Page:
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"Possibility and promise greet me each day as I walk out into my garden. My vigor is renewed when I breathe in the earthiness and feel the dirt between my fingers. My garden is a peaceful spot to refresh my soul." Meems

Welcome to my Central Florida Garden Blog where we garden combining Florida natives, Florida-Friendly plants, and tropicals.

Thursday, February 28, 2008

You've Made Your Bed

Now what?

For the first time ever Hoe and Shovel is getting ready to plant a vegetable garden! Woo-hoo! For years – REALLY --years —I have dreamed of having a vegetable garden. My grandfather had a wonderful garden when I was growing up and that is where I got my first taste of home-grown, hand-picked, from-ground-to-stove-top yummyness. In the 24 years we have lived in this house I talked/dreamed of planting a veggie garden. For many reasons, some good – some understandable – some not so good—I’ve never done it.

My framed beds are made. I’m not handy with a saw (neither is hubby - but for the record- he's good at so many other things) so I hired someone to make them. I designed them – the handyman put them together. I’m starting small (baby steps) with (2) 4x8 beds just to see how I fare with this adventure and there's room “to grow” – hee-hee. That's why I tucked them in the corner.

He cleared the sod out first.

Then he got busy making the frames.

We used 2 x 6 cedar boards stacked on top of 2x4 cedar boards (turning them opposite at each end) and screwed (not nailed) together at the corners. This gives me a good 8-10” of height for each bed. I was really happy with the way they turned out.

I placed them in a section of my side yard that is fenced - the fence is laden with confederate jasmine which will bloom its deliciously scented white flowers in the spring. The gate just beyond the beds leads out to my backyard.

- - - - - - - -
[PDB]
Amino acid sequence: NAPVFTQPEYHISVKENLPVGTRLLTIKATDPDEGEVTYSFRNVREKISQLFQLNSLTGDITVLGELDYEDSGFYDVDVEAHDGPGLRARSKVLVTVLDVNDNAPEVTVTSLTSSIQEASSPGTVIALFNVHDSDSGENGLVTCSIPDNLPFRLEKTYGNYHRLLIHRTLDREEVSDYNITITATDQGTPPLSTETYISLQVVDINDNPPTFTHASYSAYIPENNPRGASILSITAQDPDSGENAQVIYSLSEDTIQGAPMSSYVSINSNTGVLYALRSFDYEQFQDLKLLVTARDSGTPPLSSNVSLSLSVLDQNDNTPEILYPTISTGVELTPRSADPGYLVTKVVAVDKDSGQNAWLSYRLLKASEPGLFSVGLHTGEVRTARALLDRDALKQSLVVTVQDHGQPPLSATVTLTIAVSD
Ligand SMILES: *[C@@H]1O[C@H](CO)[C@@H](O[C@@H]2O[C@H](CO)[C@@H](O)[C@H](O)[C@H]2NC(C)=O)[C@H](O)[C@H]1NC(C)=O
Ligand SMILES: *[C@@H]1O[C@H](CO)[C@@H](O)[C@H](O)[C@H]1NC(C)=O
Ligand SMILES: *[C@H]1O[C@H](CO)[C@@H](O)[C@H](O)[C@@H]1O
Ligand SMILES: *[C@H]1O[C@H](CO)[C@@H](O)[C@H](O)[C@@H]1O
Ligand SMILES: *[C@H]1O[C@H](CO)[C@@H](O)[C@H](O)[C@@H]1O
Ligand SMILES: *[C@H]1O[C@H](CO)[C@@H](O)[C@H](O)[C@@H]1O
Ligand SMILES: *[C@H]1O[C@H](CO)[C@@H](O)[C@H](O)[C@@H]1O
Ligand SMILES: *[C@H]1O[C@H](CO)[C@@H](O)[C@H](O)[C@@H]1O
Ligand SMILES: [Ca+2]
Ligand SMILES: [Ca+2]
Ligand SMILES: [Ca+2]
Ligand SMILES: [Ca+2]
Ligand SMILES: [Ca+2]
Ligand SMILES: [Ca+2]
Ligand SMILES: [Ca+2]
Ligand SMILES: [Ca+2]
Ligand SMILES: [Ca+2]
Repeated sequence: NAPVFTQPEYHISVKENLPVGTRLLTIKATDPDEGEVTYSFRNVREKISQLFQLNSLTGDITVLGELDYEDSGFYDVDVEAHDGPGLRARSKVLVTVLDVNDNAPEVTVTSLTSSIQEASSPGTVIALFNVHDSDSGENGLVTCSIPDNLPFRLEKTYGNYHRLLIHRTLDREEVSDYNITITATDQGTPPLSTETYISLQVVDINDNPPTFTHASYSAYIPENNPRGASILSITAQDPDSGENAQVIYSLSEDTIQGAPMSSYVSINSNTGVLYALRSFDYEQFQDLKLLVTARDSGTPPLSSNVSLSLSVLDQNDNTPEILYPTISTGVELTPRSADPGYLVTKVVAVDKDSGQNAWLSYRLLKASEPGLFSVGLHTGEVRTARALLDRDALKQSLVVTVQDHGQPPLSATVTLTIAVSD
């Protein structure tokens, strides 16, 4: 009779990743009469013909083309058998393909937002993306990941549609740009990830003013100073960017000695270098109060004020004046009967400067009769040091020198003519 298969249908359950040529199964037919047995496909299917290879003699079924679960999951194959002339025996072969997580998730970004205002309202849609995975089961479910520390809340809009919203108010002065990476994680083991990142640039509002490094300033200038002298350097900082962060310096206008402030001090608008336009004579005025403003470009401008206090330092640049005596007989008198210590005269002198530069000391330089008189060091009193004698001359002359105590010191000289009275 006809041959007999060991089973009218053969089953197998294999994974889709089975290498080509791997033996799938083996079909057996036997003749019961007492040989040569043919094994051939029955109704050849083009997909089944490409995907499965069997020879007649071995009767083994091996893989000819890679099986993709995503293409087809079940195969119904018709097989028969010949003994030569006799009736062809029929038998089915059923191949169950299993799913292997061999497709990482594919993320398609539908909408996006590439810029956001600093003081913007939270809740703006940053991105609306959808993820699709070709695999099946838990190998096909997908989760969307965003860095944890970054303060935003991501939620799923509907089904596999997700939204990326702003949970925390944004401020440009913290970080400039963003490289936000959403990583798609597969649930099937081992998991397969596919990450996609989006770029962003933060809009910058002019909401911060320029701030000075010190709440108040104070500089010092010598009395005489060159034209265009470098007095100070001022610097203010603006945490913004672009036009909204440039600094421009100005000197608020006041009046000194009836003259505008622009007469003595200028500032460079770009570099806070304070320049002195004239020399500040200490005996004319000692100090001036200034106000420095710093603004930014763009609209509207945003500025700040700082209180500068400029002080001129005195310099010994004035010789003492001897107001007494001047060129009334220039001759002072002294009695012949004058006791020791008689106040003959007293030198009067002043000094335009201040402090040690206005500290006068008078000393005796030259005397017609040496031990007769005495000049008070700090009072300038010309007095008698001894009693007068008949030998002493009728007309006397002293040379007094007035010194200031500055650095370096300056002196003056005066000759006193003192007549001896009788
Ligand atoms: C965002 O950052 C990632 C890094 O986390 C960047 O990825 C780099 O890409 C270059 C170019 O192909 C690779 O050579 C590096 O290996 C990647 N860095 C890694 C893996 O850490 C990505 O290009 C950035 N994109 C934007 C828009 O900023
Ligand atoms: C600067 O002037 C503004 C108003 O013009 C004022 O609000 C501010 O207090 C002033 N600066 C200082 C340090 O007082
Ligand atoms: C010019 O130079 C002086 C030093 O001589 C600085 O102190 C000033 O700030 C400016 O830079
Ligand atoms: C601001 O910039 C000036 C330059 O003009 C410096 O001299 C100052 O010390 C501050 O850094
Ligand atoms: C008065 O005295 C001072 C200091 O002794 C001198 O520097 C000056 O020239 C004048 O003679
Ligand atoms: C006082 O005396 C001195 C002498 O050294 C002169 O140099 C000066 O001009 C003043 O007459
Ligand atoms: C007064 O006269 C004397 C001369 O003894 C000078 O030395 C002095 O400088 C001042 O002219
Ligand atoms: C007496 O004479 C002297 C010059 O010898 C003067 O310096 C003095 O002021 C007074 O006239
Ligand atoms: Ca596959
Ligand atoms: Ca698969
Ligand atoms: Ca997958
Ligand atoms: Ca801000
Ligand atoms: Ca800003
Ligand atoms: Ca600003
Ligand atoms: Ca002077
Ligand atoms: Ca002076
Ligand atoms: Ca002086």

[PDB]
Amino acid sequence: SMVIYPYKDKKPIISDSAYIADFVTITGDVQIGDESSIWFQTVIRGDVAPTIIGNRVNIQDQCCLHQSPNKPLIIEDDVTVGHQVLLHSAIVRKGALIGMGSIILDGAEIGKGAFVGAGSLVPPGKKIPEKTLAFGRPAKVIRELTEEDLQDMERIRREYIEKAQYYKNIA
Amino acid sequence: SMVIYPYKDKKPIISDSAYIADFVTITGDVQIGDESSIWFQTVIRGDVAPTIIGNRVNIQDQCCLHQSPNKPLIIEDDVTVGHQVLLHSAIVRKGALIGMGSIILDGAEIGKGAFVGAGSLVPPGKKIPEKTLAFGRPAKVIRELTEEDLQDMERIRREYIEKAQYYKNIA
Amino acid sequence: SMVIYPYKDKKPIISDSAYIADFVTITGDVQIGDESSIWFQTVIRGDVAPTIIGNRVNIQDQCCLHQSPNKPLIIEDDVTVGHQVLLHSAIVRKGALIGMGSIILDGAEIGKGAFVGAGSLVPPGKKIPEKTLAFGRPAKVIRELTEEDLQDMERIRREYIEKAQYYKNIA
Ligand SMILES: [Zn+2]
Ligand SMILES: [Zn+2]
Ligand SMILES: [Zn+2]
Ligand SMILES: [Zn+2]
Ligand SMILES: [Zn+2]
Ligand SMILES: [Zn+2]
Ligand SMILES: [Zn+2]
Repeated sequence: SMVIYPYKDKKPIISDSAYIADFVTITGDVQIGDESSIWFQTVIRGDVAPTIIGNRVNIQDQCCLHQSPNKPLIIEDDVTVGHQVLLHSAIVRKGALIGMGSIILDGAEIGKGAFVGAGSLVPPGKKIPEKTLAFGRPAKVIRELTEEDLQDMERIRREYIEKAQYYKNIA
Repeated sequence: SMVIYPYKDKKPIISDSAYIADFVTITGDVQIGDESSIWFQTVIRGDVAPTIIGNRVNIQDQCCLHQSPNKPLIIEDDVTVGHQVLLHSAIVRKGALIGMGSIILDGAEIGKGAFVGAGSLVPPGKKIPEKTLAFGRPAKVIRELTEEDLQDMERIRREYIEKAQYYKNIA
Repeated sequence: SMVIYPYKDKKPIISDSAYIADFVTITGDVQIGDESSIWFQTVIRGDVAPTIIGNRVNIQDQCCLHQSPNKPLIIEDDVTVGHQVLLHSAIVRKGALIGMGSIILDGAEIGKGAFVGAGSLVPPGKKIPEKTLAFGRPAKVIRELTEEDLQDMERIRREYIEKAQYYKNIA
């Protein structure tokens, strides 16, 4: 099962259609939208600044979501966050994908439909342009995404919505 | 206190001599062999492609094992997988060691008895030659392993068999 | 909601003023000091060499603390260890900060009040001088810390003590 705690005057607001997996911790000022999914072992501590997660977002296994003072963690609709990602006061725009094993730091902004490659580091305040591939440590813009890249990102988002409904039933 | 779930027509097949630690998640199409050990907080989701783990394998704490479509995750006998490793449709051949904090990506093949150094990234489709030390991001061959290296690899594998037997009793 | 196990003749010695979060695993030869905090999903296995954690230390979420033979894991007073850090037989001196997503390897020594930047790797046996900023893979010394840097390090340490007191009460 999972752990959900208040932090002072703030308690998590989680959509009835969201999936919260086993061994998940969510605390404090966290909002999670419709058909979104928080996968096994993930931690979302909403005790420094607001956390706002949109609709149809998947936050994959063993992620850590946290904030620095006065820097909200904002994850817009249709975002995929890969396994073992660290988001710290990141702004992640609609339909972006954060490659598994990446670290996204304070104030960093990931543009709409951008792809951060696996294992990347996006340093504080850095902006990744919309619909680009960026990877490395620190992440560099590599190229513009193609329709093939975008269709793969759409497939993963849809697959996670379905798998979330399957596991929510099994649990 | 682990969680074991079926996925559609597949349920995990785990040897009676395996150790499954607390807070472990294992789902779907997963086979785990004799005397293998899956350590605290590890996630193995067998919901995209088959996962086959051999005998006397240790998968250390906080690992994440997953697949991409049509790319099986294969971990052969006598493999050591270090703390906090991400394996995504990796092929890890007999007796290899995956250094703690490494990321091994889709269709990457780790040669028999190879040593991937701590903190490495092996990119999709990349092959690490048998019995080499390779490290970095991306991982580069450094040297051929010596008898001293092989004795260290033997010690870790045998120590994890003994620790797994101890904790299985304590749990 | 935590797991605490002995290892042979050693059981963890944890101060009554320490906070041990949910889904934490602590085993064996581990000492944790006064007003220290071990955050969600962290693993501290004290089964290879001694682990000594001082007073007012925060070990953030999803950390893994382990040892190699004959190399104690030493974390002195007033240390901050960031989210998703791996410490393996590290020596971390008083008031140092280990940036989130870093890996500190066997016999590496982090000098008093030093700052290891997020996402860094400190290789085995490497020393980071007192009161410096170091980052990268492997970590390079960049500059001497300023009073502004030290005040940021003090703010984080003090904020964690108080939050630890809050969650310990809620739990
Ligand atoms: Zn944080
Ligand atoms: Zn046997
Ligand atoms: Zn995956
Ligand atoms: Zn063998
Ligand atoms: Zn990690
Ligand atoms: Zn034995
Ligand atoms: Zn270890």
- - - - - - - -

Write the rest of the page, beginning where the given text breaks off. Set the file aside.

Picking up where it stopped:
The fence was put in years ago when we had a dog. It isn't the prettiest fence or area of the garden but such potential awaits.

I contemplated putting mulch around the perimeter of the beds but in the rest of my garden I use leaves and grass clippings for mulch- not cypress. So that wasn't a great option for me. I thought about putting stepping stones around it but naaaaa... that didn't really do anything for me.

I decided on these crushed limestone rocks. It is a bit stark looking right now. Limestone rocks like these are used a lot in this area for xeriscaping. The advantage will be that the rocks will compact over time and weeds won't readily seed in it- it is 3 inches thick. I'm also thinking long term the rocks won't have to be replaced like mulch would.

But for the record, I'm not loving it yet... I think because it is so barren and cold looking. Once plants and flowers are growing I will make a more fair assessment.

I mixed blood meal and bone meal with the top layer of dirt for an organic fertilizer.

Wow, they look so small at a distance in this photo. As the photo indicates I have room for more just in case I decide I want to start a "market garden". :-)

We got a really good soaking rain to help the "beautiful" 3 yards of dirt I had delivered and had just transferred to the beds. I will let it all sit for a couple of weeks to get settled and "fixed" before I plant anything. I used part of the dirt in some other places in my yard to amend some existing beds. I'm crazy for dirt. The smell of it, the feel of it, the look of it... just makes you want to grow something pretty.